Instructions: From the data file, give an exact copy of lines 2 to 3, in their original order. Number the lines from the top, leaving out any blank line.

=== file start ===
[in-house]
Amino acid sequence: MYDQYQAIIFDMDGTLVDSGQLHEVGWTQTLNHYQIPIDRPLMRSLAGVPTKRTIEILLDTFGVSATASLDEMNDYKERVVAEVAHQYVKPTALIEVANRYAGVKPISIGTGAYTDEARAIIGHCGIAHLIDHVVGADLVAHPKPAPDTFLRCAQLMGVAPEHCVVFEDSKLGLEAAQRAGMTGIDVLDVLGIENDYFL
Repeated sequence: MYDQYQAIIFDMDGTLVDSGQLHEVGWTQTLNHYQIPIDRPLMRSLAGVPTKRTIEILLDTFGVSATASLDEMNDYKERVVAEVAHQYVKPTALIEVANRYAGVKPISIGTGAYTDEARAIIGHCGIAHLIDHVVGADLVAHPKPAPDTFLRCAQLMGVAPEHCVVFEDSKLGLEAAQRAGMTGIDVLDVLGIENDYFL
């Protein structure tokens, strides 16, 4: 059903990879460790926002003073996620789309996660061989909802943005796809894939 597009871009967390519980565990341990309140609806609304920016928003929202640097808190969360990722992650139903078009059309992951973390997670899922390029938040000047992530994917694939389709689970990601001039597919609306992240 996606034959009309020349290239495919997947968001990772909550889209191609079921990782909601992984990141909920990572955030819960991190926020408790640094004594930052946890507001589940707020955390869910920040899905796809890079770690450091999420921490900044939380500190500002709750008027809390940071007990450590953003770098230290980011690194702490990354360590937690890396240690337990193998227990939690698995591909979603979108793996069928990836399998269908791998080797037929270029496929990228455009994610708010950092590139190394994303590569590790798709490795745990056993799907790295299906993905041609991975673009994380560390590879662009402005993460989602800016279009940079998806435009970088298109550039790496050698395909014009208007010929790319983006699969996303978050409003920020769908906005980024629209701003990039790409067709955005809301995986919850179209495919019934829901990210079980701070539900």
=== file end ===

Amino acid sequence: MYDQYQAIIFDMDGTLVDSGQLHEVGWTQTLNHYQIPIDRPLMRSLAGVPTKRTIEILLDTFGVSATASLDEMNDYKERVVAEVAHQYVKPTALIEVANRYAGVKPISIGTGAYTDEARAIIGHCGIAHLIDHVVGADLVAHPKPAPDTFLRCAQLMGVAPEHCVVFEDSKLGLEAAQRAGMTGIDVLDVLGIENDYFL
Repeated sequence: MYDQYQAIIFDMDGTLVDSGQLHEVGWTQTLNHYQIPIDRPLMRSLAGVPTKRTIEILLDTFGVSATASLDEMNDYKERVVAEVAHQYVKPTALIEVANRYAGVKPISIGTGAYTDEARAIIGHCGIAHLIDHVVGADLVAHPKPAPDTFLRCAQLMGVAPEHCVVFEDSKLGLEAAQRAGMTGIDVLDVLGIENDYFL